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Torah Portion

Home > Torah Portion > Vaeira

Torah Portion: Vaeira


"Redemption, like a livelihood, must be earned each day" (Eleazer, Gen. Raba 20:9).

We drink 4 cups of wine at the Passover seder, to relive Vaeira's 4 stages of Jewish redemption from exile:
1)... I will take you out from under the burdens of the Egyptians.
2) I will deliver you from their bondage.
3) I will redeem you...
4) I will take you to me for a people... (Exodus 6:6-7)".
5) The fifth, or Elijah's, cup, resting on the Seder table, symbolizes the 5th and last stage, the gradual messianic emergence of a permanent State of Israel: "... I'll bring you to the land... (6:8)"-- we're now well on the way.

Time as a cycle was a favorite theme of Franz Rosenzweig, especially the annual cycle of holidays. We see such cyclical patterns in the Torah too. Genesis begins with an all-good world, created and watched over by One God. But all is almost destroyed, as individual and collective Man fails to develop his Divine Image, fluctuating between pleasure and pride trips. The Patriarch's Family Saga begins the path back to Redemption and Restoration.

So Exodus begins with the prosperity and growth of the Jewish nation in Egypt; but their moral fall, their assimilation, leads to physical and spiritual slavery; their turnabout, the departure from Egypt, begins a long and wavering process towards a redeemed Israel in Israel, which will eventually and gradually lead to universal redemption, return to Man's inner self and Eden.

Israel sank deeply into Egyptian exile, a prototype for all subsequent Jewish exiles. Ex. 1:1 uses the present tense-- "These are the names of the children of Israel who are coming to Egypt". Whenever Jews were driven out of Israel, by famine, economic collapse or military defeat, they arrived as strangers in alien lands (cf. Hester St., L.A.). As their new industries and family life prospered, Israel receded into the background. After the old Patriarchs died, the Jews gradually drifted apart and wound up living dispersed among non-Jews. The great majority slowly, but surely (...are coming to Egypt), adopted the customs, values and patterns of thought of those around them.

The only brake on their road to spiritual alienation and assimilation is inevitable, tho gradual, rejection by their host society, culminating in slavery, torture and persecution (is, indeed, the polyarchic, polygenetic, polyplastic, polymorphous and polygenous USA different?). As Rav M. Gafni notes, slavery is the ultimate loss of one's identity, name, in this Book of Names, the culmination of assimilation to alien culture.

But those who want to influence assimilated Jews, before its too late and a new Pharoh or Farrahan arises, must approach them w/respect, understanding and kindness; they must know well the world they live in, and understand how such Jews think and feel. Those rabbis who absorbed secular learning and culture in depth, e.g. S. H. Hirsch, A. Y. Kook, S. Riskin, J. Sacks, M. Gafni, D. Landes and Irving Greenberg, often have the greatest impact on our lost folk. Even Moshe had to be raised in Pharoh's court, not exactly a cheder, to lead Israel back to Israel- cf. Herzl; Hirsch went to public school, not a cheder; he, Rav J. B. Soloveichik and Rav Yitzchak Twersky, taught by his mom, never attended a Yeshiva.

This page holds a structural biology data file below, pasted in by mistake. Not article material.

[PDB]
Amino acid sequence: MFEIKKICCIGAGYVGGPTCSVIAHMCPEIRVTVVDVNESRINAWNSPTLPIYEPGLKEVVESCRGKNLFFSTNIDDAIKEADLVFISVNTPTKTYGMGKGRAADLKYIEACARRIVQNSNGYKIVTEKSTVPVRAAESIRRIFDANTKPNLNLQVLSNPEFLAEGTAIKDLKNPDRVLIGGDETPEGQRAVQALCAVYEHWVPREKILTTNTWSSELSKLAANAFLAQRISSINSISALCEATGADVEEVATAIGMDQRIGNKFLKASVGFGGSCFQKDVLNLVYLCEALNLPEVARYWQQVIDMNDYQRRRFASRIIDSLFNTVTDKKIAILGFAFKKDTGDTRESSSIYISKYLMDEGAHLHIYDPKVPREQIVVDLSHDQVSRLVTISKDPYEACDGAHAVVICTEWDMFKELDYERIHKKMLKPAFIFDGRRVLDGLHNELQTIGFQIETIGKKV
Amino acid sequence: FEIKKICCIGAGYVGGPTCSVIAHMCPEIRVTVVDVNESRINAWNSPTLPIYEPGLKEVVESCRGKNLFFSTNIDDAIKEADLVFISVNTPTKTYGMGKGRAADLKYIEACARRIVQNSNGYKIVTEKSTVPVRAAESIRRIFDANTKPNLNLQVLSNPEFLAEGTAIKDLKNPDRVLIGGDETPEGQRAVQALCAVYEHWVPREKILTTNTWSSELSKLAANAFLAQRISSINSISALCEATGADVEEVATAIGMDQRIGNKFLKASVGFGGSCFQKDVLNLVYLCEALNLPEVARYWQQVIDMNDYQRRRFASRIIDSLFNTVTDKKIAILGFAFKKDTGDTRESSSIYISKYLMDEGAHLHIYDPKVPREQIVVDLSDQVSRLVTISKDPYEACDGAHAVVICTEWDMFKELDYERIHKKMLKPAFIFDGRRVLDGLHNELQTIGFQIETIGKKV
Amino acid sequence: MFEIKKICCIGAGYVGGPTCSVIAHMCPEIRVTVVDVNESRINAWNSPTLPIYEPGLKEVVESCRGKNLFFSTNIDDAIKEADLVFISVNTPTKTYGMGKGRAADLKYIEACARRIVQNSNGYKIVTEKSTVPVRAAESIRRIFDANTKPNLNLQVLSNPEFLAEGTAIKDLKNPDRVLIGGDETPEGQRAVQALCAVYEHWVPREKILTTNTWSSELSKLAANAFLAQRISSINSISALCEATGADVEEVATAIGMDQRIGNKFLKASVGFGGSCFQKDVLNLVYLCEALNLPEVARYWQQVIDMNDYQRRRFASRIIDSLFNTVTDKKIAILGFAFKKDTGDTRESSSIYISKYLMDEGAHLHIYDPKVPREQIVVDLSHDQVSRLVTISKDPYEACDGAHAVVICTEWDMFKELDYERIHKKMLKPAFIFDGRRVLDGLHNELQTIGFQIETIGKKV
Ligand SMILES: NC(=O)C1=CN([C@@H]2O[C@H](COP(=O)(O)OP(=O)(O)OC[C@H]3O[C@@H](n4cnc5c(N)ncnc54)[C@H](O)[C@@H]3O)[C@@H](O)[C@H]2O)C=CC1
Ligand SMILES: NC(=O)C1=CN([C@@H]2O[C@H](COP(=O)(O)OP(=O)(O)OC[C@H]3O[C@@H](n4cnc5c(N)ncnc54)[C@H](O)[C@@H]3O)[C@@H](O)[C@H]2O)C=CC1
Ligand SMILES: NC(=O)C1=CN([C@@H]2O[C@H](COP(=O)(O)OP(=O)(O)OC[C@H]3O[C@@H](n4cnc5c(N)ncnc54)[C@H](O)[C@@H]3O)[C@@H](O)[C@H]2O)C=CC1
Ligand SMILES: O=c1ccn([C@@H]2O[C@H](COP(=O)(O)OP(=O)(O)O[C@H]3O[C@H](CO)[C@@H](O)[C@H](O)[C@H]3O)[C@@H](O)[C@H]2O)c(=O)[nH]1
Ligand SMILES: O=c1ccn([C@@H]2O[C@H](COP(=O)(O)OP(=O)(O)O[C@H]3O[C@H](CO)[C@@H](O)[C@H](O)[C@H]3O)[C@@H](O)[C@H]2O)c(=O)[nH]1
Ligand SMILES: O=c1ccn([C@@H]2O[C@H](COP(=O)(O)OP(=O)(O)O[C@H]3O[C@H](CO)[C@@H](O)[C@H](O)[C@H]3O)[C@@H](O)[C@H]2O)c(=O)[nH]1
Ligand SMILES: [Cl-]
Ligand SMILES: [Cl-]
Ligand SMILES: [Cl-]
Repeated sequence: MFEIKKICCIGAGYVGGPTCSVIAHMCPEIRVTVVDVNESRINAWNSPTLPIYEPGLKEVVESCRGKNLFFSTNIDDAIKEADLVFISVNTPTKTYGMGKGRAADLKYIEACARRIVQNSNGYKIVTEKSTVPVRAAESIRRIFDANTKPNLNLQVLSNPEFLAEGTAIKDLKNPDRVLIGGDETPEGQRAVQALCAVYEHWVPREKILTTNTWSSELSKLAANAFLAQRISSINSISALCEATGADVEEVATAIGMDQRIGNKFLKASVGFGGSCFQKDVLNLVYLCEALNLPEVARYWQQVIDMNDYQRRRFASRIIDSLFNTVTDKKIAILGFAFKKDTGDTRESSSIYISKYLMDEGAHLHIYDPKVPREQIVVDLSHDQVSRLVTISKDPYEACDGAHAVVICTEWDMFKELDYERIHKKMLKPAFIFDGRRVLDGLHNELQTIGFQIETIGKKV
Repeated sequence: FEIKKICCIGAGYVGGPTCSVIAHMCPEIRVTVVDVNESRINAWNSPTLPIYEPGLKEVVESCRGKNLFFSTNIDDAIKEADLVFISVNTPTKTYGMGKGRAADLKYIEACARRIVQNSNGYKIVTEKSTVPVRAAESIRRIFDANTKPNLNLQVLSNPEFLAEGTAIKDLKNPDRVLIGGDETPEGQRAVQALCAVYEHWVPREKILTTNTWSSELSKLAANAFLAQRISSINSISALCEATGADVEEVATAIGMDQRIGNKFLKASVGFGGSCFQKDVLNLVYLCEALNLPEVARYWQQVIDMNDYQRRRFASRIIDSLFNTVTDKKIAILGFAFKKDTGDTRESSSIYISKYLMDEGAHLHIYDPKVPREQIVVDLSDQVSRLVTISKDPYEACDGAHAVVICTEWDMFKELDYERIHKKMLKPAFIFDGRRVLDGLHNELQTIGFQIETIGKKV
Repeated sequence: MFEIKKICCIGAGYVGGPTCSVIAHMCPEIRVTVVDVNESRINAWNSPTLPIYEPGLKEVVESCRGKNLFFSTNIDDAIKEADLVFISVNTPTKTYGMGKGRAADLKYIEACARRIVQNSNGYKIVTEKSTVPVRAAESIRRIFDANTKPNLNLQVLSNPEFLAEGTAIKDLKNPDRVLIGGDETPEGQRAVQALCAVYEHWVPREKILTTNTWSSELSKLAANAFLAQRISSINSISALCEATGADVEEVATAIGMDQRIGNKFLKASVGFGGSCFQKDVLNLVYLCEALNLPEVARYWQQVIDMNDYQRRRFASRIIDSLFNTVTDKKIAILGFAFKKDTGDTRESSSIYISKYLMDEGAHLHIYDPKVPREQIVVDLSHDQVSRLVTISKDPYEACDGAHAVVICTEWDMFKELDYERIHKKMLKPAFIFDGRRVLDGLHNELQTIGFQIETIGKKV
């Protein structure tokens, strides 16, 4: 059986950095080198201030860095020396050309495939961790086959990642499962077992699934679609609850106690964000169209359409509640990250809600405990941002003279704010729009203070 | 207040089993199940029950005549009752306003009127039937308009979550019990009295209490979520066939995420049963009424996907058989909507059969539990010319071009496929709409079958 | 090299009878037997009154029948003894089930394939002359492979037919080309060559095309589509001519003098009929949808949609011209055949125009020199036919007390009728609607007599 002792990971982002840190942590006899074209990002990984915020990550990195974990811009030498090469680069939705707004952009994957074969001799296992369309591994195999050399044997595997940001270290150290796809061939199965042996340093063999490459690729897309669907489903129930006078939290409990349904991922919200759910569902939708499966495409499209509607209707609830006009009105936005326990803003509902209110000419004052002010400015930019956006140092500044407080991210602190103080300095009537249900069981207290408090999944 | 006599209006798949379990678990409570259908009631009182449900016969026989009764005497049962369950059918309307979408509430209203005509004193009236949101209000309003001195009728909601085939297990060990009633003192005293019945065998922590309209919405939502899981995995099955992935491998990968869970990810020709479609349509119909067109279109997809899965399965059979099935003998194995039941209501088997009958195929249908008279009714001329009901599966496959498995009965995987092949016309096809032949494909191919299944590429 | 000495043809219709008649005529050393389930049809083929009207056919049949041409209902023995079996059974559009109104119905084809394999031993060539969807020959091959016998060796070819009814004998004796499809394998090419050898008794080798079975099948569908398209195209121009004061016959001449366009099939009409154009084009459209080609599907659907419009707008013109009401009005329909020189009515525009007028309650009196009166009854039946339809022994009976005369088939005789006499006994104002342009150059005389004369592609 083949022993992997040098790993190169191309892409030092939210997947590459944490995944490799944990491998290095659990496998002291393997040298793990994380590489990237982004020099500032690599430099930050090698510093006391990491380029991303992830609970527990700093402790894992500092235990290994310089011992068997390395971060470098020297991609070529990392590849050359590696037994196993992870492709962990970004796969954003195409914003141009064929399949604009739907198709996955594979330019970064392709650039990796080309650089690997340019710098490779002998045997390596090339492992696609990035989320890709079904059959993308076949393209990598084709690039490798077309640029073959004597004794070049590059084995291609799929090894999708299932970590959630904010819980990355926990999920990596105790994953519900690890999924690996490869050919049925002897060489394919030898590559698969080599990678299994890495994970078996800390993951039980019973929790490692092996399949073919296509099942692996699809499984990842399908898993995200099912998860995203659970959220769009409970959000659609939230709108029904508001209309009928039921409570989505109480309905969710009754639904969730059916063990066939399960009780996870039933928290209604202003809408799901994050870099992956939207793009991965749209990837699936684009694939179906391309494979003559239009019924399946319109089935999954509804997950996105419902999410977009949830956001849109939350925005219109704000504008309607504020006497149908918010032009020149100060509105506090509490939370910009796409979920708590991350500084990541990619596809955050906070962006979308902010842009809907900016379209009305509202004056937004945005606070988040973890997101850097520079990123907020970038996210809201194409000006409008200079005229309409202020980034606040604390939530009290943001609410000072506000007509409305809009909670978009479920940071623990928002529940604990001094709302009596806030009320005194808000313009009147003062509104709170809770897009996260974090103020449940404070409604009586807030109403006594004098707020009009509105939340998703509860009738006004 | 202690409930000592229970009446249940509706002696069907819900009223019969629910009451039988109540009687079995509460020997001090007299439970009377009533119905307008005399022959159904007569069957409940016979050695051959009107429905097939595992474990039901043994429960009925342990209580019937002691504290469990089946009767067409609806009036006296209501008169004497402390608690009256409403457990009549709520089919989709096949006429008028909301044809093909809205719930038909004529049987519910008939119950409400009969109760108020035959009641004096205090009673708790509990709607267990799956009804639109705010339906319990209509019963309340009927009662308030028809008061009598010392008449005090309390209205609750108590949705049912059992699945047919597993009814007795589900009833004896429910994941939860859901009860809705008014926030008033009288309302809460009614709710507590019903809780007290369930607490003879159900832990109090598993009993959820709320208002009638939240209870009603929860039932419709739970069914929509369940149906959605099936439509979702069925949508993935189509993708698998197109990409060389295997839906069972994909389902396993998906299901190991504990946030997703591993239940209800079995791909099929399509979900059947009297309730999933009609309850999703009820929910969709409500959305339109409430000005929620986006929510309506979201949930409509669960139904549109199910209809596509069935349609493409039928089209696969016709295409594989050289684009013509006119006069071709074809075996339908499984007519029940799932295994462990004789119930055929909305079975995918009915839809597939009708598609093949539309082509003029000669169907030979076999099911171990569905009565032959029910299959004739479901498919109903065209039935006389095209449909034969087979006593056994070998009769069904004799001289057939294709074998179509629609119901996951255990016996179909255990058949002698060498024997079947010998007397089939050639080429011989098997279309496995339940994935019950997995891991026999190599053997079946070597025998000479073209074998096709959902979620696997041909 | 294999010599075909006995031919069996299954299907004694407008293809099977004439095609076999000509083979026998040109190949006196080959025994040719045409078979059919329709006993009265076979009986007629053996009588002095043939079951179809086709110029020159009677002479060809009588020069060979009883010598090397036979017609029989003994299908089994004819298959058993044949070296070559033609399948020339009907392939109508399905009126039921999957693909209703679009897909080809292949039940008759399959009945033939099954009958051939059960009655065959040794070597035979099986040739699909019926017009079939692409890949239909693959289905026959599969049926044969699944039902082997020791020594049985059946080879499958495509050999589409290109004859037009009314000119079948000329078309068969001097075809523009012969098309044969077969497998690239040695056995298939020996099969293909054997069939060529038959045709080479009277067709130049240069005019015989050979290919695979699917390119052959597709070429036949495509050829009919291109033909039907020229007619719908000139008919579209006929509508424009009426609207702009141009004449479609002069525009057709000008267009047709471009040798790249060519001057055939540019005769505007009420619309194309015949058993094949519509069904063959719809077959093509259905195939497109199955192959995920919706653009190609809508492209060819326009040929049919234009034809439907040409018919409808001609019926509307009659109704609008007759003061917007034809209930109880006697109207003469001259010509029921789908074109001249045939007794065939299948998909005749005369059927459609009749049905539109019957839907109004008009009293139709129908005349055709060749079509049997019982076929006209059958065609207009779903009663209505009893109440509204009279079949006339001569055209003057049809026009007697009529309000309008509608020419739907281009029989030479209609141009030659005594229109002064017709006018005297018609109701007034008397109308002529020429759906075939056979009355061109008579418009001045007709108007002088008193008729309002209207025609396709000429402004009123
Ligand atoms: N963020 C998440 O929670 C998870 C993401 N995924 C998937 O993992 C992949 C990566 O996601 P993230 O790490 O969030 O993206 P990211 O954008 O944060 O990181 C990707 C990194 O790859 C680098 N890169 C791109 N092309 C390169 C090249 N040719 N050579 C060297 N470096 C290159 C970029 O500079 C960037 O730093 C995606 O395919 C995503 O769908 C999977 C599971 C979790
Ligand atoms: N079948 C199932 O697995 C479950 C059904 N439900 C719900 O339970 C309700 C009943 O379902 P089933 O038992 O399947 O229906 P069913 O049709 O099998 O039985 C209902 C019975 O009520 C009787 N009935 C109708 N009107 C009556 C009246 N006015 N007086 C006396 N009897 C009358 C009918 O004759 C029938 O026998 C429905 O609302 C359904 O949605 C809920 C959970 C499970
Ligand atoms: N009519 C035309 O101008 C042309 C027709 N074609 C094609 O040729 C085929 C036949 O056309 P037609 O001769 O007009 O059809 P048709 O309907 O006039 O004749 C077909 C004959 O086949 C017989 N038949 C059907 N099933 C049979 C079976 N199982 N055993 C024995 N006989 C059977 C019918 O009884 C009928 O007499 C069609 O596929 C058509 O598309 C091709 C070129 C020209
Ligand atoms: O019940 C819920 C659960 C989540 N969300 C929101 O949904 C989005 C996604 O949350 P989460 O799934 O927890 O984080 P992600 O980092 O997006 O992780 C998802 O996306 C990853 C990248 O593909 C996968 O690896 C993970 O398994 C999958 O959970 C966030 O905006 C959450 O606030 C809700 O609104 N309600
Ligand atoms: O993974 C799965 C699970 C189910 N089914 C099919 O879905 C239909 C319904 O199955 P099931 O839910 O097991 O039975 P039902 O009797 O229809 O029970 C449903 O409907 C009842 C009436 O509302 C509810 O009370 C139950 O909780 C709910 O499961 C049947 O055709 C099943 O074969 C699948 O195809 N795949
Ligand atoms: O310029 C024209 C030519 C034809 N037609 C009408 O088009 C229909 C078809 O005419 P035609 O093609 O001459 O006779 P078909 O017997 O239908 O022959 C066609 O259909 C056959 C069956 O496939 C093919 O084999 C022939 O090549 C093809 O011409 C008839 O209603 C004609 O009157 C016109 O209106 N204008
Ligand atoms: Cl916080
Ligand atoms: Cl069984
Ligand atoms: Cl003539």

So the 20th century's 2 great Torah leaders of all Jewry (not just the "orthodox"), Rabbis J. Soloveichik and M. Shneerson, who stood united against the "old bucharim club", also possessed high level secular education; cf. Rambam-- Shachian isolationists are uncomfortable when Jews study his works en masse.

Faith, Amidst The Birth of the Blues, Engenders The Birth of the Jews Hope seemed absurd. Yet Egyptian Jewesses had great faith in God's ultimate love and kindness, even Pre-Revelation; they seduced their pessimistic husbands and continued to bear children (see Rashi Ex. 38:8). Suddenly, God appeared (6:2), telling Moshe that He Himself will intervene and redeem His people, as He promised the Patriarchs; He'll bring them up to Israel, where they'll establish a unique nation, based on His covenant-- God is Israel's sole true hope and source of survival-- yet they must act first.

Moshe & Aharon's initial efforts brought worse oppression, increased labor (as just before childbirth, a sign that redemption was near-- cf. The Shoah, just before The State of Israel); Israel gave up. God now orders Moshe & Aharon to start the fireworks-- 10 plagues-- to puncture the balloon of Egyptian culture and civilization.

The Torah suddenly seemingly interrupts its tale with the genealogy of Yaakov's sons, abruptly stopping with Levi (6:14ff), whose descendants now lead Israel-- older Reuven & Shimon have been rejected by Yaakov (see our Vayechi study); Yehudah and Yosef's leadership is temporarily suspended, until Jews return to worldly life in Yehoshua's State of Israel.

So the Jews were often led by other-worldly "Levi-like" rabbis, thruout their long diaspora desert; they could transcend the Exile's horrid stark realities only by escaping into eternity. In our Messianic return to a real State of Israel, however, our leaders should be more down to earth, like Yehuda and Yosef, beautifully combining Torah study with "the way of the earth" (cf. Motti Alon, Zvulun Hammer-- perhaps only rabbis who have served in Tzahal should be our chief rabbis today).

Levites Moshe & Aharon now take charge. If they still have any of Levi's wild angry aggressive energy, condemned by Yaakov, they use it to patiently fight Egyptian evil. Aharon is called "Halevi", a proof of Rambam's contention that the Levites functioned as spiritual eladers even while the firstborn lead ritual


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